ZILDJIAN PROFESSIONAL CROTALES. After years of research, Zildjian is proud to announce the release of its Professional Crotales. These instruments are made in the U.S. from Zildjians famous 80% copper/20% tin content bronze alloy. Each note is hand selected for sustain, vibrato speed, and vibrato prominence. Once selected, the sets are sonically matched to the highest standards to produce an instrument that is cohesive and balanced throughout both octaves. Each notes hub size is proportionally scaled to provide greater sustain, especially in the high octave. Tuned to A-442, they are available in sonically matched high octave sets, low octave sets, and two octave sets.

CROTALE BAR. The new Zildjian Crotale Bar is stronger than ever and offers the player numerous improvements. First, a sturdy duel mounting system allows you to use practically any conventional cymbal stand. The low octave C natural mount is now removable to allow for a seamless set up when both octaves are played side by side no more double middle Cs! If you prefer to stack the octaves, simply put the C mount back on and stack them.

CROTALE BAG. Zildjians new Crotale Carrying Bag offers greater protection and works with both the old and new Zildjian Crotale Bars. Made from weather resistant synthetic nylon and featuring a heavy duty zipper.

RUSSET LEATHER CYMBAL HANDLES AND PADS. The new Zildjian Cymbal Handles offer a sturdy and full feel for use by both student and professional players. They are made from strong synthetic leather to reduce tearing and fraying. They come in a natural color and can be paired up with the new Zildjian Russet Leather Pads. These pads are smaller (3.5 in diameter) to reduce mufing, yet they are large enough to keep players hands protected.

PHILHARMONIC CYMBAL STRAPS. Designed in conjunction with Thomas Buddy Hofs, percussionist in the Stuttgart State Theater, these straps are professional quality in every respect. Completely different from other cymbal straps, they offer an exceptionally comfortable feel, more control, and more cymbal sustain. Made from high grade chamois and nylon webbing, these straps can also be used on the Zildjian Cymbal Arm (part#:TCA) for cymbal suspension.
watcH neil gRoVeR and keitH aleo talk aBout tHese new pRoducts on | 15

Sound Choices
for Your Indoor Cymbal Line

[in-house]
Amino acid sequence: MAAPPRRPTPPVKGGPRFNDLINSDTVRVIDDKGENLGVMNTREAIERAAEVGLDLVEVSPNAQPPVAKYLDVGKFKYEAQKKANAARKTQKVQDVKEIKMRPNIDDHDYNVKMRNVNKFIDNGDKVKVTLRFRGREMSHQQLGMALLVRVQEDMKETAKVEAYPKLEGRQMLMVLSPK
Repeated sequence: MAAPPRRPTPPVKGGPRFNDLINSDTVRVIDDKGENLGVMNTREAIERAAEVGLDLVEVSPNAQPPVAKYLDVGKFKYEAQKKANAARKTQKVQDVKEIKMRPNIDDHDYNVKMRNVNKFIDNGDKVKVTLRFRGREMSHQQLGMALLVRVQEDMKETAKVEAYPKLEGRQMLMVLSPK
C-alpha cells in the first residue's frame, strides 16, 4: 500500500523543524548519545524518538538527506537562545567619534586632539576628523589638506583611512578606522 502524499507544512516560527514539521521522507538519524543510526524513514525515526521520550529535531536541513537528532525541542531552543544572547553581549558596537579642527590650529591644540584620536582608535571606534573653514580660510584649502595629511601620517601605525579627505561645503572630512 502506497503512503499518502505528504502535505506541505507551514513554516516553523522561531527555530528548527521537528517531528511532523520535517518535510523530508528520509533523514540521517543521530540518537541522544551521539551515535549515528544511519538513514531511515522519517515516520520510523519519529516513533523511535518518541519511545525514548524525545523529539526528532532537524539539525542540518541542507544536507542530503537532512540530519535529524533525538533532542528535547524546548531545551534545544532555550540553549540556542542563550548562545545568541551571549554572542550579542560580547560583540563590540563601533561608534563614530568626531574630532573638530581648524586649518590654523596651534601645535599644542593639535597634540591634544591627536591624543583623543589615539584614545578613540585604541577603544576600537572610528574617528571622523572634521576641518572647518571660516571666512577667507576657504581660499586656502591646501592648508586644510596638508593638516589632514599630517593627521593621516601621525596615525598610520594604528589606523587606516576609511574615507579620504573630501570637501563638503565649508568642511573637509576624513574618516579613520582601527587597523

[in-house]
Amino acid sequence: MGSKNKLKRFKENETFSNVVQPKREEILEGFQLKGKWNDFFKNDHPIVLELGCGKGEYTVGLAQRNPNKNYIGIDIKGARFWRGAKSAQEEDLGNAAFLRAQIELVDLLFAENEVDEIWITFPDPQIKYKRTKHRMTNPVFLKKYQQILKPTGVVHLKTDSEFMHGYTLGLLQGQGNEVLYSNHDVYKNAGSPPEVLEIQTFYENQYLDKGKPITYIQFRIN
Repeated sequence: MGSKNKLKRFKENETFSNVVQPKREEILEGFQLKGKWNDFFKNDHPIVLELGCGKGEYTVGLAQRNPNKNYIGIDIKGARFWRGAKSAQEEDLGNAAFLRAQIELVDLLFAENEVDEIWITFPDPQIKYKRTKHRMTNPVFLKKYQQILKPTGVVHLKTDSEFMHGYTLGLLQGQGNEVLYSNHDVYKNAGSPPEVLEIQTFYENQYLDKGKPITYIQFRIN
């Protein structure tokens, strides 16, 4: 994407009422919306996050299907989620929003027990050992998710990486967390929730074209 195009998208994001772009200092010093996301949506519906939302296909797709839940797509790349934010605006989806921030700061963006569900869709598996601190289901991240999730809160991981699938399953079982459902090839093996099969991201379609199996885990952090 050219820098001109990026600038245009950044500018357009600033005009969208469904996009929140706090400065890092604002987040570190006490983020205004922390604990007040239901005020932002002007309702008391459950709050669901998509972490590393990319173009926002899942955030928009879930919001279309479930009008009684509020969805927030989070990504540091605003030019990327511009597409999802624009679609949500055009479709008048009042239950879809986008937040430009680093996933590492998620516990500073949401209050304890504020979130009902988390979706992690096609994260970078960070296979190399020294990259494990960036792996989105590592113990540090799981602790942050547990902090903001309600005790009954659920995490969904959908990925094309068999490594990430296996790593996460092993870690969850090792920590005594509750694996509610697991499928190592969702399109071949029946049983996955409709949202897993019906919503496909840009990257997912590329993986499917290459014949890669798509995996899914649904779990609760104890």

ROB FERGUSON, Percussion Caption Head and Arranger - Glassmen Drum and Bugle Corps Director - Matrix Indoor Percussion Ensemble When making cymbal choices for Matrix, a part of the decision is based on the specic show and individual musical needs. However, a great deal of the selection remains the same year to year as I become more and more accustomed to a specic sound palette as I write. Our marching cymbal line choices change year to year, depending on the size of the cymbal line and the style of music in the show. In the 2010 production, we were using a great deal of sizzles and longer sounds, rather than fortissimo crashes, so we used a variety of the Classic Orchestral Medium Heavy Hand Cymbals. Once we choose the type of cymbals we are going to use for the cymbal line, the sizing choices are mostly made by the individual size of each performer in the cymbal line. With the intense visual demands, it is important that each player is using a size of cymbal that allows him or her the most control while still having a fullness of sound from the entire cymbal ensemble. In our front ensemble, much of the cymbal selection remains the same. As I write, I have a good idea of what each player will be using, so I account for that in composition rather than after the fact. We use a combination of K Constantinople Suspended Cymbals and Classic Orchestral Suspended Cymbals as our main suspended cymbals. For a secondary suspended cymbal, we use a great deal of the new A Custom Rezo Crashes as well as some of the K Dark Series. Our Rack Percussionist is mainly there for support and effects, so he/she uses a variety of Suspended Cymbals as well as a number of sizzle cymbal options like the Armand Series Beautiful Baby Ride, and a K Custom Dark China with rivets. In addition, we use a variety of Splashes and Chinas, (mostly the Oriental Trash Series), as well as some cymbal stacks we have began to use over the past few years. With the stacks, we have had great success mixing a variety of the new EFX Crashes, and we have laid them on top of a slightly smaller Oriental Trash China or K China. With the variety of options Zildjian offers, the sound I am looking for is never hard to nd. TOM AUNGST, Percussion Caption Head and Arranger-Blue Stars Drum and Bugle Corps Percussion Director-Dartmouth High School, Dartmouth, MA When deciding on cymbals for marching band or indoor percussion, I always look for a darker sounding cymbal. For the past few years the marching cymbal players at Dartmouth High School have used the 18 Medium Light Classical Orchestral Cymbals. I love the long dark sounds they get; and for me, they are user friendly. This line of cymbals is one of the best for students or inexperienced cymbal players to create a great sound. Again, I like a rich, dark sound for cymbals used in the front ensemble, such as the Classic Orchestral Suspended Cymbals, or any of the K Constantinople Suspended Cymbals. One of my favorite special effect cymbals is the 20 Oriental Crash of Doom! I use it as an effect cymbal as well as a suspended cymbal for a big sound. JOEL MCCAULEY, Battery Cymbal Technician, Music City Mystique At MCM we demand the best from our members and from our instruments. I need a cymbal that blends perfectly with our ensemble regardless of the venue we are playing in. The mid-range sound of the Symphonic Viennese Tone is exactly what I want when choosing a cymbal that helps dene the Mystique sound. Zildjian is the only choice for MCM, period. MEAGAN HILLS, Front Ensemble Caption Head, Music City Mystique The front ensemble at MCM is always looking for endless possibilities when it comes to our creativity of sound. We choose Zildjian for its incredible selection. We are also looking for a very specic ensemble sound that can only be achieved by the warm dark sound of Zildjian cymbals. We are specic in our choice of cymbals within the ensemble and very specic with the brand we choose. Pictured Left: Brittany Walko: Walled Lake Percussion Scholastic World Line, Walled Lake Percussion Group, Walled Lake, MI. (photo by: Dave Mexicotte).